Medicaid is increasingly becoming a source of payment for the rising cost of nursing home care. Because a client’s personal residence is typically the most valuable asset of his or her estate, Medicaid planning discussions should include options available to preserve a primary residence for heirs while achieving Medicaid eligibility.
With few limitations and exceptions, a Medicaid applicant’s assets (resources) and those of his or her spouse are generally considered available to pay for nursing home care before Medicaid will cover the expense. Thus, the value of the primary residence may be a factor in determining Medicaid eligibility.
For example, if a spouse in need of nursing home care applies for Medicaid benefits while the other spouse continues to reside in the primary residence, the value of the residence is disregarded as a resource. But when the non-applicant spouse also needs Medicaid benefits, has passed away, or the residence is owned individually by the applicant, the residence can be considered a resource that affects Medicaid eligibility.
A client may consider conveying the primary residence to another person (often a child or children) while retaining life use of the property — known as a life estate — to remove the value of the residence from the applicant’s available pool of resources. Rather than an outright gift of the residence to another, by retaining a life estate the client maintains control over the residence and has a place to live until nursing home care is needed.
Alternatively, the client can convey the residence to an irrevocable income-only trust for the client’s benefit. The client retains full use, occupancy and possession of the residence during life, and the value of the residence is removed from the applicant’s available pool of resources. However, if the residence is ever sold, the sale proceeds must remain in the trust and the client will have access only to income generated within the trust.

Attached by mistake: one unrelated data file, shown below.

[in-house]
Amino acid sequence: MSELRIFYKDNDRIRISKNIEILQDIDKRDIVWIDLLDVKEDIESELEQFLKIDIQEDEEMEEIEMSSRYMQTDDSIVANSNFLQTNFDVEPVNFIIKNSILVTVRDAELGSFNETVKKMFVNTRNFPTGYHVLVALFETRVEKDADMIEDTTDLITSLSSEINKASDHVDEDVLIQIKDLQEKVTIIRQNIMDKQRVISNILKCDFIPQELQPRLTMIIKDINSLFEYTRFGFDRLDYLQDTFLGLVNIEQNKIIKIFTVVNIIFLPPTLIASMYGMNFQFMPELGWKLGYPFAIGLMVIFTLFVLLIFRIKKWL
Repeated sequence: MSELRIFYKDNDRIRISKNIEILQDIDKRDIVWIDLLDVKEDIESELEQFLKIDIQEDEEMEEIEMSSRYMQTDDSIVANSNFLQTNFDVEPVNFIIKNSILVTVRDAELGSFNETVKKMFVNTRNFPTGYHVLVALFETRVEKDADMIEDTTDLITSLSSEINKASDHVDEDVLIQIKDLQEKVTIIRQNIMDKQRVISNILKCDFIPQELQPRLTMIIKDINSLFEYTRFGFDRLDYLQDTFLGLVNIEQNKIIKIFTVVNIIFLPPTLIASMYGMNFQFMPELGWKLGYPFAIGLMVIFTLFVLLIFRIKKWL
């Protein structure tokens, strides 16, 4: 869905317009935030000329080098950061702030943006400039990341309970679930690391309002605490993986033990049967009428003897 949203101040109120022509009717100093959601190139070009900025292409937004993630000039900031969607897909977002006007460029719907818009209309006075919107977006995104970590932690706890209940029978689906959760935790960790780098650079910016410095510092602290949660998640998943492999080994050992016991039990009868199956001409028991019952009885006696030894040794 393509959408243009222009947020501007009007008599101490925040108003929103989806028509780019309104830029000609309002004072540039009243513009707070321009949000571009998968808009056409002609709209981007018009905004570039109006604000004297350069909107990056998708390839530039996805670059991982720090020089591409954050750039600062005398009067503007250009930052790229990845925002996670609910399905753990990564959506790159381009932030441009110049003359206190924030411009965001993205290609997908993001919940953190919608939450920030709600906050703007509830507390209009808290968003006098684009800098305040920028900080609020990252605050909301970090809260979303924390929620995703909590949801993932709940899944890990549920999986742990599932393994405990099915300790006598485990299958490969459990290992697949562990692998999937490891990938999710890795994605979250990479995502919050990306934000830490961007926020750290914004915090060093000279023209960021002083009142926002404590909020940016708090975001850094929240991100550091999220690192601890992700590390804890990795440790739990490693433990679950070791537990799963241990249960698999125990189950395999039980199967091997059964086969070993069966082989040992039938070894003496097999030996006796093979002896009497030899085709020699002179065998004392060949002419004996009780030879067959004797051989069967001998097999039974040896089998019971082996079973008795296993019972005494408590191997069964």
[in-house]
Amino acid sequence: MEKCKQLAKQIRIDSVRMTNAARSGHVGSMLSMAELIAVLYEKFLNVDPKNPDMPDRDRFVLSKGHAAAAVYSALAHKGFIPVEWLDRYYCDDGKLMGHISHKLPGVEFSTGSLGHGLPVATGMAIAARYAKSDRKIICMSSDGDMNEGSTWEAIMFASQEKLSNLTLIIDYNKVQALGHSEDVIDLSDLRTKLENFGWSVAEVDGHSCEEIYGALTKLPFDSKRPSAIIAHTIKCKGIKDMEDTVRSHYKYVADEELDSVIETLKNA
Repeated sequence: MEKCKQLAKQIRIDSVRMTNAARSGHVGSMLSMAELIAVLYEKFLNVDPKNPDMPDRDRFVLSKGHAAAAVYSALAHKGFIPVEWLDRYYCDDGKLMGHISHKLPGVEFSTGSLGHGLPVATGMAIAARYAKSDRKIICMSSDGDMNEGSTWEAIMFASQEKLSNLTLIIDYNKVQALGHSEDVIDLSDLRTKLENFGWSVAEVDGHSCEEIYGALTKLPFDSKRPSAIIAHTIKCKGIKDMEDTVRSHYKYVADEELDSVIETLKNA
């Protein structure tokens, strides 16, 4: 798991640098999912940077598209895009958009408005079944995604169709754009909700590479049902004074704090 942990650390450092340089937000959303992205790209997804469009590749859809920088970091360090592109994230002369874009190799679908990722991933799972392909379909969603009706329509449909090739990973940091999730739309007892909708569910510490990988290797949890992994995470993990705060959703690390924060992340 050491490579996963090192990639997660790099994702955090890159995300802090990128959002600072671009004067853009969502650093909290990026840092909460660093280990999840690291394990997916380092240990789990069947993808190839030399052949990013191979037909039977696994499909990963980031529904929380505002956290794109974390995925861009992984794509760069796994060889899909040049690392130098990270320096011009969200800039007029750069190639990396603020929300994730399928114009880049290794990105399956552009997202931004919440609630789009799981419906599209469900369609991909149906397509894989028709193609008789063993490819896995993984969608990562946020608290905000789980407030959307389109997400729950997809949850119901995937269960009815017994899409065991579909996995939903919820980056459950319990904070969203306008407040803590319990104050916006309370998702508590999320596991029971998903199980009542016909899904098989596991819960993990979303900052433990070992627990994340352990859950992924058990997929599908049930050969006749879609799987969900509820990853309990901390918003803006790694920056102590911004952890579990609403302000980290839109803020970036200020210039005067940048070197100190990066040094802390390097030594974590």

After submission of an application for Medicaid, the client’s financial transactions during the preceding five years are reviewed for gifts. A conveyance with a retained life estate or to an irrevocable, income-only trust both involve gifting. A gift within the five-year lookback can result in a penalty period. During the penalty period, Medicaid benefits are unavailable and the client remains responsible for the cost of nursing home care.
Although made during the five-year lookback, a conveyance of the primary residence will not result in a penalty period if made to:
Preserving the primary residence in the context of Medicaid planning is not necessarily risk-free. The client should be advised of and thoroughly understand potential income, real estate, or estate taxes that may be associated with the options discussed in this article. However, preservation of a client’s primary residence can be achieved with proper planning in advance of a need for nursing home care.
Attorneys in the Phillips Lytle LLP Family Wealth Planning Group provide advice and guidance to corporate and individual executors and trustees, as well as beneficiaries regarding all aspects of estate and trust administration and litigation. Lucy M. Berkman, special counsel, can be reached at 716-504-5746 or email@example.com. Benjamin S. Cranston, attorney, can be reached at 716-847-7079 or firstname.lastname@example.org.